Saturday, August 28, 2010

Sowing Seeds for Spring

Well it is not quite spring until next week but it felt like it today. I haven't posted a blog for a couple of weeks but that does not mean I have been idle by any means.
Upstairs in a nice warm room I have punnets of seeds popping up. Italian and Squire Kale and some Beetroot are coming along nicely. I also have started off some Roma and San Marzano tomato seeds in the hope I can have them a decent size and ready to plant by late October.
  Out in the vege patch today, I have sown some carrot, bok choy, parsnips and planted some New Zealand yam tubers. Amazingly, the ground was quite reasonable to dig even after all the rain we have had of late. I always have to protect newly sown seeds from hungry birds here and old mesh baskets from our nursery come in very handy. I also put in some gooseberry plants which had layered themselves from my gooseberry bush - couldn't let them go to waste.

It hasn't been quiet in the kitchen either - I have been experimenting with sourdough breads each weekend. Last night I made some Turkish sourdough bread which went very nicely with a Fish Tagine for dinner. Thanks to Jennie who gave me a Wild Sourdough Bread recipe book for my birthday a couple of weeks ago, there is much more experimenting to do. Maybe even a sourdough Panettone for Christmas breakfast this year. I will have to do an experimental version first of course!

Sunday, August 15, 2010

Parmigiano - Flowerdale Style

My cheese press in action
This weekend I found some time to make some hard cheese after the initial experiments with halloumi, fetta and mozzarella. My cheese press is now up and running (and stable) so it was time to venture forth. According to Antonio Carluccio's Complete Italian Food, Parmigiano reggiano can only be made in Emilia Romagna while elsewhere in Italy, an almost identical cheese gets called Grana Padano. This all begs the question, what do you call it if it is made in North West Tasmania? Anyway perhaps I am jumping the gun as it has to age for more than 6 months (12 if I can wait that long) before I will be able to taste it and see if it comes anywhere near the real thing. I've been thinking about how I can create the right maturation conditions (12-15 degrees C and 85% humidity) for a while and I am still not sure if my "cheese cave" is going to be right. It is currently in a plastic tub in the coolest room in the house but I might move it out to a concrete walled shed when the weather starts to warm up.Parmesan takes quite a bit of time to make as it involves heating up the curd very slowly after the curds have been set and then cut. It is then pressed gradually increasing the weights over about 15 hours to achieve the final shape.
My cheese cave

Of course there is always heaps of whey left over after the curds have been taken out and so rather than waste it, I made some ricotta as well.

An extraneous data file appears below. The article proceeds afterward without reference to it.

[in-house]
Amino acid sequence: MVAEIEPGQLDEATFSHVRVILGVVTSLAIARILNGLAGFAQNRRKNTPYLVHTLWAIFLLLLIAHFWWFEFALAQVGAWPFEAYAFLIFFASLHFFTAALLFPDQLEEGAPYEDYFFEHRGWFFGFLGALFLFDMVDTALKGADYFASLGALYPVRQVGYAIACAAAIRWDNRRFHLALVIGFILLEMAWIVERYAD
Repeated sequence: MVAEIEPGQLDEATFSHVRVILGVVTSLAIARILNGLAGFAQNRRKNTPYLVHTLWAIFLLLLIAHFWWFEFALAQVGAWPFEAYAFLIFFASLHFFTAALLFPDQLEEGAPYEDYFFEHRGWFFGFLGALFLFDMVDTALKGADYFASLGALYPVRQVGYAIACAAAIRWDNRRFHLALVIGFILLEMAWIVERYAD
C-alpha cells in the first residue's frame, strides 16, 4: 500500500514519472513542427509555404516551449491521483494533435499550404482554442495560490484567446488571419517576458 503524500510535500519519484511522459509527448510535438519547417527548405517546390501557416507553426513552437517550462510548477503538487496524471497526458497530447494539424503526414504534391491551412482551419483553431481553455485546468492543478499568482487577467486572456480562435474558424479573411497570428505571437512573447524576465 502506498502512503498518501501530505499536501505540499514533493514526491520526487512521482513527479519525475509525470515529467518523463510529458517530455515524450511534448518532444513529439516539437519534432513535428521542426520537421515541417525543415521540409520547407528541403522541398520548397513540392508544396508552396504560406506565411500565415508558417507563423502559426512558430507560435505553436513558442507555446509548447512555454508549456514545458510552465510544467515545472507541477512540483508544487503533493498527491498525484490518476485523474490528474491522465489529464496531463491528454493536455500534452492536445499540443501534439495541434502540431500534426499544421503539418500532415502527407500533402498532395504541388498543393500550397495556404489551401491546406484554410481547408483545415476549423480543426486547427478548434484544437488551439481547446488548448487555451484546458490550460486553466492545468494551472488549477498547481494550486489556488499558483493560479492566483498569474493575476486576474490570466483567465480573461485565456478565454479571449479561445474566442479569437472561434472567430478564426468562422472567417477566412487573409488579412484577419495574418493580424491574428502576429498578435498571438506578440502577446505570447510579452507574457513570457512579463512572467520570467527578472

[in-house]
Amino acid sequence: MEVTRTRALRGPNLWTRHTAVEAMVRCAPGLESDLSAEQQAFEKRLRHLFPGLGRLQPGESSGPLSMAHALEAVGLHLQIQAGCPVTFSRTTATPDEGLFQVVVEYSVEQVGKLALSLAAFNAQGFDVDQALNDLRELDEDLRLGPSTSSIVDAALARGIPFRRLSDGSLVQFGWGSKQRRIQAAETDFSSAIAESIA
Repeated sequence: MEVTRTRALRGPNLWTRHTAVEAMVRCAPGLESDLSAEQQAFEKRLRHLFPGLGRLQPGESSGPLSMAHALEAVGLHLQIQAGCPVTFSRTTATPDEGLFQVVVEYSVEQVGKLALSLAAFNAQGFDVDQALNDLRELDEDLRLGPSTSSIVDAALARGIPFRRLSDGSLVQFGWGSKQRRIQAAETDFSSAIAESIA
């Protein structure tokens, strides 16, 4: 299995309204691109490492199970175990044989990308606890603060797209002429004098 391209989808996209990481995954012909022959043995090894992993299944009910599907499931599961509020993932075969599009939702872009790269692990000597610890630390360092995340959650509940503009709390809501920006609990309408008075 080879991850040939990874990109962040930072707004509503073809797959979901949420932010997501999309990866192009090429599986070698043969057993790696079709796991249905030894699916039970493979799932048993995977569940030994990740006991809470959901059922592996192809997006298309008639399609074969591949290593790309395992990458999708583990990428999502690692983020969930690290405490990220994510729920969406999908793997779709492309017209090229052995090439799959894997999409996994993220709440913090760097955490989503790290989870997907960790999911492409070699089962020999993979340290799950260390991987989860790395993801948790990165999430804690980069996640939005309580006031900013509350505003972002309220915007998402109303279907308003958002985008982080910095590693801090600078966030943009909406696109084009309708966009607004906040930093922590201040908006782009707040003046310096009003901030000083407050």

Saturday, August 14, 2010

Savouring some Sourdough Bread

A friend of mine gave me some sourdough starter a few weeks ago so I have been experimenting a bit, trying to find an easy but good recipe which wasn't going to tie me to the kitchen all day. First of all I tried one mixed and cooked in the breadmaker. The recipe had yeast in it which sort of defeats the idea of it being sourdough. It was quite dense because there was rye flour in it but it tasted ok.
Then I tried a recipe which was entirely powered by starter - mixed in the breadmaker and then left to rise all day near the wood heater. Worked well and my second effort ,was even better. We have just eaten the last of this loaf today, still tasting good after 6 days which is pretty amazing. The mix of rye, wholemeal and bread flour really gives it a lovely flavour. It is almost as good as the Bauernbrot you can buy in the German Bakery in Hobart ....4 hours drive is a bit far to go for a loaf of bread though!
A new loaf has been brewing all day and is now cooling off after coming out of the oven. The good thing is that the starter will last for a couple of months in the fridge without being used if I get too busy to make a loaf each week. Just need to activate it again the night before I want to make a loaf.

Sunday, August 1, 2010

It's still Winter but Spring seems not far away

The last two days have been mostly sunny and unseasonally warm so yesterday, whilst my sourdough bread was proving in a bowl , I got busy having a big clean up in the vege patch. The weeds are starting to flourish and some veges are showing signs of going to seed. I pulled out all but one of my head high Portuguese Kale after making some Caldo Verde for our lunch, cleared and dug over some ground to sow some mesclun lettuce, planted some Pink eye potatoes and planted a sucker of a globe artichoke as well. We are still eating lots of fresh leeks, fennel, carrot, parsnip, broccoli, kale, lettuce, silver beet, beetroot and bok choy as well as stored pumpkins, and heaps of stuff in the freezer. And while I was in the gardening mood, I put in an order for some seeds from The Lost Seed company - a great source of heritage seeds and also I discovered,  New Zealand yam tubers, which are going to be my next experiment.
We also made a cheese press this weekend - one that won't allow the weights to slide off and crash into things - so now I am ready to tackle some more cheese making. Maybe next weekend. And maybe we had better eat some of the cheese in the fridge first.